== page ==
MySQL includes a number of security plugins for: authenticating attempts by clients to connect to mysql server, password-validation and securing storage for sensitive information, which are all available in the free version.

You can find more here:

Change MySQL Passwords Regularly

This is a common piece of information/application/system security advice. How often you do this will entirely depend on your internal security policy. However, it can prevent “snoopers” who might have been tracking your activity over an long period of time, from gaining access to your mysql server.

Update MySQL Server Package Regularly

It is highly recommended to upgrade mysql/mariadb packages regularly to keep up with security updates and bug fixes, from the vendor’s repository. Normally packages in default operating system repositories are outdated.

After making any changes to the mysql/mariadb server, always restart the service.

MySQL Server User Security

Setting up proper accounts and privileges is imperative.

User security consists of 5 levels of account access privileges.

  • Level 1 –USER
  • Level 2  –DB
  • Level 3 –TABLES
  • Level 4 –COLUMNS
  • Level 5  –PROCS

How to create a user :

We need to grant privileges to the new user which we have created because the new user would not have privileges. We can use GRANT statement to grant privileges to the user account. Its syntax would be as follows:

Explanation of the above syntax is as follows:

First, specify one or more privileges after the GRANT keyword. If we grant the user multiple privileges, each privilege is separated by a comma.

Next, specify the privilege_level that determines the level at which the privileges apply. MySQL supports global ( *.*), database ( database.*), table ( database.table) and column levels. If we use column privilege level, we must specify one or a list of the comma-separated column after each privilege.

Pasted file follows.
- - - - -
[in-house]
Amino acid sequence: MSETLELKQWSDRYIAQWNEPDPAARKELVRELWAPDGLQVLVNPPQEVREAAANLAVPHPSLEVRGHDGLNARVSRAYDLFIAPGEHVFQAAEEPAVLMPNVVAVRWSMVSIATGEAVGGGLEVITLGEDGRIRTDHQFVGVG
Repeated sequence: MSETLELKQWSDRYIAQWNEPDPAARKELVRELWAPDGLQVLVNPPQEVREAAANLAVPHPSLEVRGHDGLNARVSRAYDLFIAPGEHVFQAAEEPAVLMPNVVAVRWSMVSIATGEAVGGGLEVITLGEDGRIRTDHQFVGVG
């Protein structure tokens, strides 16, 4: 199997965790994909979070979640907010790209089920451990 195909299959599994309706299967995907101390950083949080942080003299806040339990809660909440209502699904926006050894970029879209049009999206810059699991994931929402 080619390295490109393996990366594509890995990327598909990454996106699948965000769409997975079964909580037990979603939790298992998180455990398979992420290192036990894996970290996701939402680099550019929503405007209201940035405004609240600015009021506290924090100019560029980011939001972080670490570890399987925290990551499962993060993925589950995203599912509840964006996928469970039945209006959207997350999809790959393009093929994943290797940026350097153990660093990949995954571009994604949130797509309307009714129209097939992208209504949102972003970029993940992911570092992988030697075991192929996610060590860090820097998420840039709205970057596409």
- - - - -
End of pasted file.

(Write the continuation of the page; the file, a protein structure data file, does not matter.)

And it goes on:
Then, place the user that we want to grant privileges. If the user already exists, the GRANTstatement modifies its privilege. Otherwise, the GRANT statement creates a new user. The optional clause IDENTIFIED BY allows us to set a new password for the user.

After that, we specify whether the user has to connect to the database server over a secure connection such as SSL, X059, etc.

Finally, the optional WITH GRANT OPTION clause allows us to grant other users or remove from other users the privileges that we possess. In addition, we can use the WITH clause to allocate MySQL database server’s resource e.g., to set how many connections or statements that the user can use per hour. This is very helpful in the shared environments such as MySQL shared hosting.


In the example below we are creating a user and granting privileges to it:

The query below will give us the privileges for the new user account abcd@localhost.

Now, to grant all the privileges to the abcd@localhost user account, we can use the following statement:

Here, the ON *.* clause means all databases and all objects in the databases. The WITH GRANT OPTION allows abcd@localhost to grant privileges to other users.

Now if we will use the SHOW GRANTS statement again, we will see that the privileges of abcd@localhost have been updated.

To Check user privileges


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Note: Please test scripts in Non Prod before trying in Production.